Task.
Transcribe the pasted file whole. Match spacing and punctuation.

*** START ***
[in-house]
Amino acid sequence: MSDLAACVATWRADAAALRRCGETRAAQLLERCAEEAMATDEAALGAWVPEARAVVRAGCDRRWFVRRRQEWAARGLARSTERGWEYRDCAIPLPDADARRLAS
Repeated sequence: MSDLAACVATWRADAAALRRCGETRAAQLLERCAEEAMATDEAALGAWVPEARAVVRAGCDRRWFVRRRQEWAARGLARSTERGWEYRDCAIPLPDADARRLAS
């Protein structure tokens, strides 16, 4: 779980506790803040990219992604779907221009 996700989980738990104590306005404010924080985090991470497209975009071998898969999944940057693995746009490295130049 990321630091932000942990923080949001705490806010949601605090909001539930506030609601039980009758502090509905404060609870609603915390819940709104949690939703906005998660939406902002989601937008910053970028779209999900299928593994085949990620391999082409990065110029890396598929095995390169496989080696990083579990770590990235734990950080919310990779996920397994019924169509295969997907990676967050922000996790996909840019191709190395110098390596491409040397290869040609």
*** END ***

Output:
[in-house]
Amino acid sequence: MSDLAACVATWRADAAALRRCGETRAAQLLERCAEEAMATDEAALGAWVPEARAVVRAGCDRRWFVRRRQEWAARGLARSTERGWEYRDCAIPLPDADARRLAS
Repeated sequence: MSDLAACVATWRADAAALRRCGETRAAQLLERCAEEAMATDEAALGAWVPEARAVVRAGCDRRWFVRRRQEWAARGLARSTERGWEYRDCAIPLPDADARRLAS
């Protein structure tokens, strides 16, 4: 779980506790803040990219992604779907221009 996700989980738990104590306005404010924080985090991470497209975009071998898969999944940057693995746009490295130049 990321630091932000942990923080949001705490806010949601605090909001539930506030609601039980009758502090509905404060609870609603915390819940709104949690939703906005998660939406902002989601937008910053970028779209999900299928593994085949990620391999082409990065110029890396598929095995390169496989080696990083579990770590990235734990950080919310990779996920397994019924169509295969997907990676967050922000996790996909840019191709190395110098390596491409040397290869040609």